Each tax season, Americans are bombarded with numerous IRS scams and fraudulent schemes. There are lots of myths and urban legends floating around social media and the internet. Taxpayers should take caution and know that:
If you have an outstanding payment or balance due to the IRS you will be contacted by snail mail first. You will never receive an email, text, or message on social media demanding that you pay the IRS. If you receive unsolicited, aggressive communications from anyone posing as the IRS DO NOT reply and report the incident immediately (see reporting information below).
If you receive a written notice or call demanding immediate payment, take caution. The IRS will always notify you by mail if you owe money. You will receive multiple letters leading up to your final notice. Additionally, each letter will include a payment due date and instructions on how to settle your balance.
There are many convenient payment options available for individuals who owe federal taxes. If you are called and asked to use a specific form of payment like a prepaid card, iTunes card, wire transfer or gift card, hang up the phone.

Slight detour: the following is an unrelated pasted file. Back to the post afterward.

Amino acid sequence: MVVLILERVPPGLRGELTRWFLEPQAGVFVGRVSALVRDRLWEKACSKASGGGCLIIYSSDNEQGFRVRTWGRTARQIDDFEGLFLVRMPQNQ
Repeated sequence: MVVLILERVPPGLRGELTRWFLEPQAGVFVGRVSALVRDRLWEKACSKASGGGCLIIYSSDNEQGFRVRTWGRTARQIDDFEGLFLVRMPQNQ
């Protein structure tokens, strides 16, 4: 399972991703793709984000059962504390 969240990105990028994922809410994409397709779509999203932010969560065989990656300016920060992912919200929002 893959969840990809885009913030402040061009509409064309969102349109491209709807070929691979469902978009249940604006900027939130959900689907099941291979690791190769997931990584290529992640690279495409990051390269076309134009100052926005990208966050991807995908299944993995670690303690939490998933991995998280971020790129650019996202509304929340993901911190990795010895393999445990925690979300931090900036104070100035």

If you are told you can only make your payment in full, that’s another red flag. The IRS is willing to work with you, and you can apply for a payment plan online. For a full listing of acceptable ways to pay the IRS, go to www.irs.gov/payments.
You can choose to pay your taxes by phone using the payment processing system. However, it’s important to note that the IRS will never call you and demand your credit card information.
We want to make the distinction clear: paying by phone is optional, but it will never be forced upon you. For a full listing of acceptable ways to pay the IRS, go to www.irs.gov/payments.
Legal action can be taken by the IRS if you neglect to pay your bill or fail to explain why you haven’t paid. But legal action does not equal threats to have you arrested or taken into custody. The IRS can seize your property, garnish your wages, or take money from your bank account to pay your debt. If someone calls you and threatens to call the police, hang up. That person is not a representative of the IRS.
Report Incidents Immediately
If you receive any unsolicited communications or contacts by an individual claiming they are the IRS, hang up or do not reply, and report it immediately.